The restaurant had a little gift shop tucked away in one corner with a half empty postcard rack. I did find a couple worth sending back home including some featuring the Kirtland's Warbler.
We did a drive-through of Munising and found the High School and Public Library on the west side of town. We decided to stop at the Library so Betsy could check her email. The library did not open until 10am so we sat in the car and wrote postcards.
At 10 we entered the library and Betsy inquired about using one of the PC and was told she was more than welcome to do so. While we were there, another couple, obviously travellers asked and did the same.
We then drove over to the visitors center, used the bathrooms and picked up a few brochures and wondered what we should do next - given the weather. We decided, for the time being, to check out the downtown area and find the PO to drop our postcards which were stamped and ready to go.
We parked on Elm street between Munising and Superior Streets and in a light rain set out to find the PO. We pretty much went up and down every street downtown but could not find the PO. We finally settled on the mail box in front of City Hall.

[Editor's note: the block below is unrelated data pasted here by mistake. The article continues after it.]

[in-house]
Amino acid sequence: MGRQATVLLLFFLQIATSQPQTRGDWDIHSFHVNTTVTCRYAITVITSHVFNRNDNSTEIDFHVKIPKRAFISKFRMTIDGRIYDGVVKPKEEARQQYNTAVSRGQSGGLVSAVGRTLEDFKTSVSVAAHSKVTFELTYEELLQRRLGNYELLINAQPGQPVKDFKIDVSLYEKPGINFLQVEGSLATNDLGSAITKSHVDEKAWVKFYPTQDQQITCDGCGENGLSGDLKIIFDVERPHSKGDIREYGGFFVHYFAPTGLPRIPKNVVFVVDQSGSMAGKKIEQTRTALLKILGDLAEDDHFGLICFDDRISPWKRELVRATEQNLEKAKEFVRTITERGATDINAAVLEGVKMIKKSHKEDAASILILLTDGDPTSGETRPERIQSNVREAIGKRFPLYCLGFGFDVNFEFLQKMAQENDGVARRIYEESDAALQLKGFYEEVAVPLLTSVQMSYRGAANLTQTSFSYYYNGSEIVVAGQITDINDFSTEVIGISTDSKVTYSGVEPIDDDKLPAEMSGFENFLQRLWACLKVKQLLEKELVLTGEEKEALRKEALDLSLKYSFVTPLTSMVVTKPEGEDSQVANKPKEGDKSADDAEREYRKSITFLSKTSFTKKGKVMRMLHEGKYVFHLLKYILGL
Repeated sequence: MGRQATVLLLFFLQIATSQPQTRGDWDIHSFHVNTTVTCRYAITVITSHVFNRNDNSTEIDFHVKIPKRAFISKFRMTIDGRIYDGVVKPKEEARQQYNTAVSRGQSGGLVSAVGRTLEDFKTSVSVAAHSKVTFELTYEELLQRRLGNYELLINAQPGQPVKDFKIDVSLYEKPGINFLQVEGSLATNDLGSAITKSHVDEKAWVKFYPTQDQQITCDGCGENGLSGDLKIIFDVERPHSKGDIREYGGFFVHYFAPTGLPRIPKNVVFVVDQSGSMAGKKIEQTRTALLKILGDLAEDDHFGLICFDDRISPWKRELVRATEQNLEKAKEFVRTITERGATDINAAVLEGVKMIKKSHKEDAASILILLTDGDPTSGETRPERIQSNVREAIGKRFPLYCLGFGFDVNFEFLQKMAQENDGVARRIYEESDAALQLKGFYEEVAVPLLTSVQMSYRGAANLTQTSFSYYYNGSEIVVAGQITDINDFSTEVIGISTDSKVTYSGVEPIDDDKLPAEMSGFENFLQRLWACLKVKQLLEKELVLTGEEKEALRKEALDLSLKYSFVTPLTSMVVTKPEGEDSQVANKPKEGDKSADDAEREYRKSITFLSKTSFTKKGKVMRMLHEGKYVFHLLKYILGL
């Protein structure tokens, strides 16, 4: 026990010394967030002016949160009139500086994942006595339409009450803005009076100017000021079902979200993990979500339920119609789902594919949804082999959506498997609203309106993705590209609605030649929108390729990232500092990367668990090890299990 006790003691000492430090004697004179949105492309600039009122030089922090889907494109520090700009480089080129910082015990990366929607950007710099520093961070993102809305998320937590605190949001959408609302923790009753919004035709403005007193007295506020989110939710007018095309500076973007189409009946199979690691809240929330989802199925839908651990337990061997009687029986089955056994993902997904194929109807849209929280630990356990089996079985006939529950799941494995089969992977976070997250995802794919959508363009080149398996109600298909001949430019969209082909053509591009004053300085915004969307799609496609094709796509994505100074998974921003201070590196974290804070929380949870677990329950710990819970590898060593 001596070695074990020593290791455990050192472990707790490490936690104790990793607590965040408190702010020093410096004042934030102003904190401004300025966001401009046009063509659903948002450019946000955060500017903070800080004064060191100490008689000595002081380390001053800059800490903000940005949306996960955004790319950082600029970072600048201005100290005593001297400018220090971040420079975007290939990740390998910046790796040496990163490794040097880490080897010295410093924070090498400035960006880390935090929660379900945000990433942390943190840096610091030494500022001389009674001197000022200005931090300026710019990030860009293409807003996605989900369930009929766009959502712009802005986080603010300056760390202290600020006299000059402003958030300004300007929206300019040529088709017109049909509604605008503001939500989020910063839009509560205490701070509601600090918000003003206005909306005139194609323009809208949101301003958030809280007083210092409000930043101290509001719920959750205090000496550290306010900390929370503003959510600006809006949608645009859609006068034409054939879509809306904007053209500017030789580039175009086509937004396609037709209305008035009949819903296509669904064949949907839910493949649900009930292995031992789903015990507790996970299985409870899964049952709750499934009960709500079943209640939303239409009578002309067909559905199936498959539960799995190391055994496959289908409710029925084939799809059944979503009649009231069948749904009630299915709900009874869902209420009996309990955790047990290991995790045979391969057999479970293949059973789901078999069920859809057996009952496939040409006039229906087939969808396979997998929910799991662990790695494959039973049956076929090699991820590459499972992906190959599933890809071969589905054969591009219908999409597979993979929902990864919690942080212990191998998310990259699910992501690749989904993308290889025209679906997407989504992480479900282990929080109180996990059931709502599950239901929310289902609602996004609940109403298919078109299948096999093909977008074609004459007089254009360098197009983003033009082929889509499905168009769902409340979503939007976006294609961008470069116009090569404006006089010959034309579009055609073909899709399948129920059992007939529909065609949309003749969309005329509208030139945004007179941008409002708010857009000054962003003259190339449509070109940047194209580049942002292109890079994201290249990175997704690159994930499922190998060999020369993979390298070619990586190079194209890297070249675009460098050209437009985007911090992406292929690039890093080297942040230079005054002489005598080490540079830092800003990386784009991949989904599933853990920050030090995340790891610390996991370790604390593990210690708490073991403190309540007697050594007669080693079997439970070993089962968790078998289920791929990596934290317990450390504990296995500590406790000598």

By then it was not raining and looked like it might clear up. But we had seen this before and we did not get our hopes up. We wandered around town some more hoping to see some blue sky and then go for a hike.
Click on the photos below for a larger image.
I spotted this place 325 E Superior St and could not resist a few photos.
We're fetchin up scrumptious Vittles from the early mornin' sunrise, and when the days half thru - till the sun goes down on the mountain - this here's the place for 'lishus "Country Fixins!"
Meet the Yokums! How they got up here from Kentucky I will never know.
Can you spell "Tourist Trap"?
We got back to the car on Elm Street (little did we know the PO was only a block away) and tried to decide where to hike. We had originally planned on about 5-7 miles along Lake Superior in the PRNL. Ha! Not gonna happen. In our haste to leave our soggy campsite we had left our rain gear behind. Brother... now what? We got our trusty copy of Eric Hansen's "Hiking Michigan's Upper Peninsula". Nothing short enough nearby to risk hiking without rain gear. We went though our other material and found the " Au Train Songbird Trail" which was around 2-3 miles